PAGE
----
Smart Bond Investing—Bond Funds
Bonds Versus Bond Funds
Individual bonds and bond funds are two very different animals (see Comparing Bonds and Bond Funds) Understanding how bond funds and individual bonds differ will help you assess which is the best investment option for you. Here are four factors you should consider:
- Return of Principal. Unless there is a default, when an individual bond matures or is called, your principal is returned. That is not true with bond funds. Bond funds have no obligation to return your principal. Except for UITs, they have no maturity date. With a bond fund, the value of your investment fluctuates from day to day. While this is also true of individual bonds trading in the secondary market, if the price of a bond declines below par, you always have the option of holding the bond until it matures and collecting the principal.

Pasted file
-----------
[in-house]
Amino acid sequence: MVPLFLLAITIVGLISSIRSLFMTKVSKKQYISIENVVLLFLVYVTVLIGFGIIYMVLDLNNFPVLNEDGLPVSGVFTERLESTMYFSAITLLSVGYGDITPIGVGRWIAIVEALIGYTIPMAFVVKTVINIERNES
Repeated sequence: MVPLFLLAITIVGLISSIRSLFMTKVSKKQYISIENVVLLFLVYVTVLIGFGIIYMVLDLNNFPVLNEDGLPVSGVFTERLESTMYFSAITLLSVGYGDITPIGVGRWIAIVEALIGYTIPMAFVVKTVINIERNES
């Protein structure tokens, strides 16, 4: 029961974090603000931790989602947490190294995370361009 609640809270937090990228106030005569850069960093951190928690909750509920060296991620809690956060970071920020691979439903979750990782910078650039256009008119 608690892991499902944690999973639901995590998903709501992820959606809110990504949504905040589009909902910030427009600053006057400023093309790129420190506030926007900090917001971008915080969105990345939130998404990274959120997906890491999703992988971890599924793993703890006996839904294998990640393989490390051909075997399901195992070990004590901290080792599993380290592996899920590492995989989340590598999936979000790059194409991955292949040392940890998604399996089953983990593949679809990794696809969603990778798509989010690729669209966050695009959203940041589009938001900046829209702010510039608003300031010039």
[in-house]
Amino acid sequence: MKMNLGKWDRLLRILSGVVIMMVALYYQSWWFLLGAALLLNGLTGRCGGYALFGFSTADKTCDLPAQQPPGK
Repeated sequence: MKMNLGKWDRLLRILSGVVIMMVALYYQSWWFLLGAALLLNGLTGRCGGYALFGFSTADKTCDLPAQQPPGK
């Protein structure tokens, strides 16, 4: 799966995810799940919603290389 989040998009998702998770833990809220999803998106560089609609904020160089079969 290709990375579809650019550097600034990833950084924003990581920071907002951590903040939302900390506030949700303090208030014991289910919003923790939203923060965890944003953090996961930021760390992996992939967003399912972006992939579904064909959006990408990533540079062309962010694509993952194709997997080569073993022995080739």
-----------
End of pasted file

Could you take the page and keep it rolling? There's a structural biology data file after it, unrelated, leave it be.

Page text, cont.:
- Income. With most fixed-rate individual bonds, you know exactly how much interest you'll receive. With bond funds, the interest you receive can fluctuate with changes to the underlying bond portfolio. Another consideration is that many bond funds pay interest monthly opposed to semiannually, as is the case with most individual bonds.
- Diversification. With a single purchase, a bond fund provides you with instant diversification at a very low cost. To put together a diversified portfolio of individual bonds, you'll need to purchase several bonds, and that might cost you $50,000 or more. Most mutual funds only require a minimum investment of a few thousand dollars.
- Liquidity. Virtually all bond funds can be sold easily at anytime at the current fund value (NAV). The liquidity of individual bonds, on the other hand, can vary considerably depending on the bond. In addition to taking longer to sell, illiquid bonds may also be more expensive to sell.